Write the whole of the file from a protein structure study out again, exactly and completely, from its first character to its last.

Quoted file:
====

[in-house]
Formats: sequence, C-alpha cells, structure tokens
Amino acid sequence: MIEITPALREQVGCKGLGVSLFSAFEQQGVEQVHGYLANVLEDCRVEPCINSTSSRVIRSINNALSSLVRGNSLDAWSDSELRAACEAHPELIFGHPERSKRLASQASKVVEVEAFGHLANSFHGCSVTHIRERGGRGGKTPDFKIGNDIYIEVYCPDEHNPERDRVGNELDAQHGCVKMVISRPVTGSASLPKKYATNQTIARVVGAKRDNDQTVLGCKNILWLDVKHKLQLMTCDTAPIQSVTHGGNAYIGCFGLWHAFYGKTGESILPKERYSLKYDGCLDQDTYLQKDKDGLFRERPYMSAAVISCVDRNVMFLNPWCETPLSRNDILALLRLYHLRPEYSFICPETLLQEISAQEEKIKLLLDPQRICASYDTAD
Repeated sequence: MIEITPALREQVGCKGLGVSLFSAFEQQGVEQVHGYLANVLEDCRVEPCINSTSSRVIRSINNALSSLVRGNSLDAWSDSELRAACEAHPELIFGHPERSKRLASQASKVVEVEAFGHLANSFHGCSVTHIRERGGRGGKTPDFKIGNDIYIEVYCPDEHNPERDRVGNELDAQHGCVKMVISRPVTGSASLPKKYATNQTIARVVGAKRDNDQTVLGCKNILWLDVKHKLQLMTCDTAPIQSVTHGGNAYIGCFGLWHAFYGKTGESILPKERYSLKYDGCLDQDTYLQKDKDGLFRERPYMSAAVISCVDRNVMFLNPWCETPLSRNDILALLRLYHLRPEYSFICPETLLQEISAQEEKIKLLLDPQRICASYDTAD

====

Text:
[in-house]
Formats: sequence, C-alpha cells, structure tokens
Amino acid sequence: MIEITPALREQVGCKGLGVSLFSAFEQQGVEQVHGYLANVLEDCRVEPCINSTSSRVIRSINNALSSLVRGNSLDAWSDSELRAACEAHPELIFGHPERSKRLASQASKVVEVEAFGHLANSFHGCSVTHIRERGGRGGKTPDFKIGNDIYIEVYCPDEHNPERDRVGNELDAQHGCVKMVISRPVTGSASLPKKYATNQTIARVVGAKRDNDQTVLGCKNILWLDVKHKLQLMTCDTAPIQSVTHGGNAYIGCFGLWHAFYGKTGESILPKERYSLKYDGCLDQDTYLQKDKDGLFRERPYMSAAVISCVDRNVMFLNPWCETPLSRNDILALLRLYHLRPEYSFICPETLLQEISAQEEKIKLLLDPQRICASYDTAD
Repeated sequence: MIEITPALREQVGCKGLGVSLFSAFEQQGVEQVHGYLANVLEDCRVEPCINSTSSRVIRSINNALSSLVRGNSLDAWSDSELRAACEAHPELIFGHPERSKRLASQASKVVEVEAFGHLANSFHGCSVTHIRERGGRGGKTPDFKIGNDIYIEVYCPDEHNPERDRVGNELDAQHGCVKMVISRPVTGSASLPKKYATNQTIARVVGAKRDNDQTVLGCKNILWLDVKHKLQLMTCDTAPIQSVTHGGNAYIGCFGLWHAFYGKTGESILPKERYSLKYDGCLDQDTYLQKDKDGLFRERPYMSAAVISCVDRNVMFLNPWCETPLSRNDILALLRLYHLRPEYSFICPETLLQEISAQEEKIKLLLDPQRICASYDTAD